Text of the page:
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    #1

    factor

    What exactly is the difference between 'reason', 'cause' and 'factor'?

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    #2

    Re: factor

    There's a lot of overlap in the usage of these three words. Specific circumstances may narrow the choice down to two or even one of the three.

    First question is; are we talking about why did something happen or are we asking why or how did someone make a choice to either do something or make a selection?

    There would not really be a reason something happened (though you may see or hear this usage). Occurrences result from causes and certain things may be factors leading to that cause. 'Alcohol is believed to be a factor in the automobile accident.'

    The accident was caused by the driver losing control of his vehicle.
    Alcohol was (believed to be) a factor- one of the things that led to the driver losing control, but probably not the only factor.
    The driver had a reason (though not a good reason) to drink and then try to drive.

    People make decisions based on reasons- they use their logic to reach a conclusion. Sometimes the word reason is also used to describe some logical cause for an occurrence. 'There's a reason why grass is green.'

    This is a common usage, but in my opinion, not really the best usage. Green grass is not green because of my logical mind. Grass color is caused by chemical properties in the plants that react with light in a way that is then perceived by my brain as having the property of 'green-ness'.

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    #3

    Re: factor

    This is off the track, but let me ask.

    Quote Originally Posted by J&K Tutoring View Post
    First question is; are we talking about why did something happen or are we asking why or how did someone make a choice to either do something or make a selection?.
    Why is it 'why did something happen/how did someone make a choice', not 'why something happened/how someone made a choice', when those are the noun-clauses?

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    #4

    Re: factor

    are we talking about why did something happen or are we asking why or how did someone make a choice to either do something or make a selection?.

    Okay, I understand your confusion. My mind was on the philosophical/semantic concept and I lost track of the grammatical construction- sorry about that!

    The origin of the confusion is, I believe, in the phrase 'are we talking about...'. Maybe a better way to say it is, 'Is the question...' as in: Is the question, 'Why did something happen?' or is it, 'Why or how did someone make a choice to either do something or make a selection?'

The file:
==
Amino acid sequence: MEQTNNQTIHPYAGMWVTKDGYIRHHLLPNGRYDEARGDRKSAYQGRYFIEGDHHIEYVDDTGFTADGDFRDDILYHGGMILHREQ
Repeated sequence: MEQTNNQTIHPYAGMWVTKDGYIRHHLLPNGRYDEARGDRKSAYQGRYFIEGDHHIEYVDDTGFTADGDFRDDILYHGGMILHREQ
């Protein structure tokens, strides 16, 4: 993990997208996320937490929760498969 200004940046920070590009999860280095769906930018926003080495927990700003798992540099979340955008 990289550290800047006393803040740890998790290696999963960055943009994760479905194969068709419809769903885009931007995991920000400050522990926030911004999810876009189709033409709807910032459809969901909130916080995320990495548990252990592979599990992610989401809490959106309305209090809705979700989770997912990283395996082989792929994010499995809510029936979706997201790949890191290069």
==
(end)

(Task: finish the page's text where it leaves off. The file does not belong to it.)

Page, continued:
'A reason' has to do with a conscious, human choice after mentally considering alternatives or working through possibilities using logic (however faulty).
    'Cause' has to do with forces more-or-less external to the system under consideration. Action(s) and inactions have results.
    'A Factor' is any one of a number of external stimuli- either mental or physical- that influence the outcome.

    I hope this helps to clear things up.
    Last edited by J&K Tutoring; 28-Mar-2012 at 15:05.

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    #5

    Re: factor

    Quote Originally Posted by J&K Tutoring View Post
    are we talking about why did something happen or are we asking why or how did someone make a choice to either do something or make a selection?.

    Okay, I understand your confusion. My mind was on the philosophical/semantic concept and I lost track of the grammatical construction- sorry about that!
    Just out of curiosity, do even native speakers sometimes make such mistakes?

    I thought only learners of English, beginners in particular, would make such mistakes.

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    #6

    Re: factor

    Of course! One of the things I try to get my students to understand is that, in any language, there are many possibilities for confusion and often a need for clarification. Language is one of the crudest tools man has ever developed.

    The people who respond to these inquiries are volunteering their spare time to answer questions. Of course we should be careful to edit our responses for clarity, perfect grammar, and spelling, but the reality is that we are in a hurry sometimes and the balance between a quick response and careful editing gets skewed in favor of the quick response.

    Sometimes I'll have just a few minutes to look at the questions and I'll find a juicy one like yours, so I want to post a reply. Then I get into it and find that writing a clear and concise response takes longer than I thought, so things get a bit rushed.

    You are perfectly right to ask for clarification on this point!

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